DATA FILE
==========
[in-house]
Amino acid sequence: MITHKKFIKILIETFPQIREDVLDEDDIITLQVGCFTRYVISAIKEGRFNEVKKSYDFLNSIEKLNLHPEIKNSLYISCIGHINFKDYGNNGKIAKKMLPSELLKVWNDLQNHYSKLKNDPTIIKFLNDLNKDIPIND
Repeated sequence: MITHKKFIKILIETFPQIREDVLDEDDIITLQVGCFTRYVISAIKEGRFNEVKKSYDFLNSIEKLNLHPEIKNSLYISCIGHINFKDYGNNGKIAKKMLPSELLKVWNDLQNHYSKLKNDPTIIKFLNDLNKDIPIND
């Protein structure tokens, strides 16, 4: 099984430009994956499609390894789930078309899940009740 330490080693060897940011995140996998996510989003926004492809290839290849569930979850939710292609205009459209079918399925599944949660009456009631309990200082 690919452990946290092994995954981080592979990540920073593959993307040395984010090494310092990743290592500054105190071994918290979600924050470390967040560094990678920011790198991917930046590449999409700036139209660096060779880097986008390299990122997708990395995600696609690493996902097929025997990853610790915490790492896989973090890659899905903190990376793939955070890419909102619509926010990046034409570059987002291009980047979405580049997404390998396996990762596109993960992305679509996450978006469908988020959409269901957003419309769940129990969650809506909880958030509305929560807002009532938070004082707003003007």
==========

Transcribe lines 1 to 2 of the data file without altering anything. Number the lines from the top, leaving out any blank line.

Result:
[in-house]
Amino acid sequence: MITHKKFIKILIETFPQIREDVLDEDDIITLQVGCFTRYVISAIKEGRFNEVKKSYDFLNSIEKLNLHPEIKNSLYISCIGHINFKDYGNNGKIAKKMLPSELLKVWNDLQNHYSKLKNDPTIIKFLNDLNKDIPIND